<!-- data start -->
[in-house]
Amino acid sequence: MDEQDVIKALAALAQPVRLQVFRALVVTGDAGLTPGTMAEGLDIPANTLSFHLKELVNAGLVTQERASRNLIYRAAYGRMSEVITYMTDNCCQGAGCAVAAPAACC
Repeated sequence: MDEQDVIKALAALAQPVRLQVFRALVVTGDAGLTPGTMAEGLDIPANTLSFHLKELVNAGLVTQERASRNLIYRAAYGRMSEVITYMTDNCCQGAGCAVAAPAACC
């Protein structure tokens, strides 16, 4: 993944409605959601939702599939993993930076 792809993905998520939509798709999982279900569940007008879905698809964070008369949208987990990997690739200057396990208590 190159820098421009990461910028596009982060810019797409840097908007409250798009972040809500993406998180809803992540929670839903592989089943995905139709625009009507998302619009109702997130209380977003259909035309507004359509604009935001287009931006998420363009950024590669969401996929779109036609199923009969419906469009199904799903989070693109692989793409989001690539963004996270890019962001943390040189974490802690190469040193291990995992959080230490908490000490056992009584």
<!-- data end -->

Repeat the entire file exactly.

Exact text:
[in-house]
Amino acid sequence: MDEQDVIKALAALAQPVRLQVFRALVVTGDAGLTPGTMAEGLDIPANTLSFHLKELVNAGLVTQERASRNLIYRAAYGRMSEVITYMTDNCCQGAGCAVAAPAACC
Repeated sequence: MDEQDVIKALAALAQPVRLQVFRALVVTGDAGLTPGTMAEGLDIPANTLSFHLKELVNAGLVTQERASRNLIYRAAYGRMSEVITYMTDNCCQGAGCAVAAPAACC
């Protein structure tokens, strides 16, 4: 993944409605959601939702599939993993930076 792809993905998520939509798709999982279900569940007008879905698809964070008369949208987990990997690739200057396990208590 190159820098421009990461910028596009982060810019797409840097908007409250798009972040809500993406998180809803992540929670839903592989089943995905139709625009009507998302619009109702997130209380977003259909035309507004359509604009935001287009931006998420363009950024590669969401996929779109036609199923009969419906469009199904799903989070693109692989793409989001690539963004996270890019962001943390040189974490802690190469040193291990995992959080230490908490000490056992009584």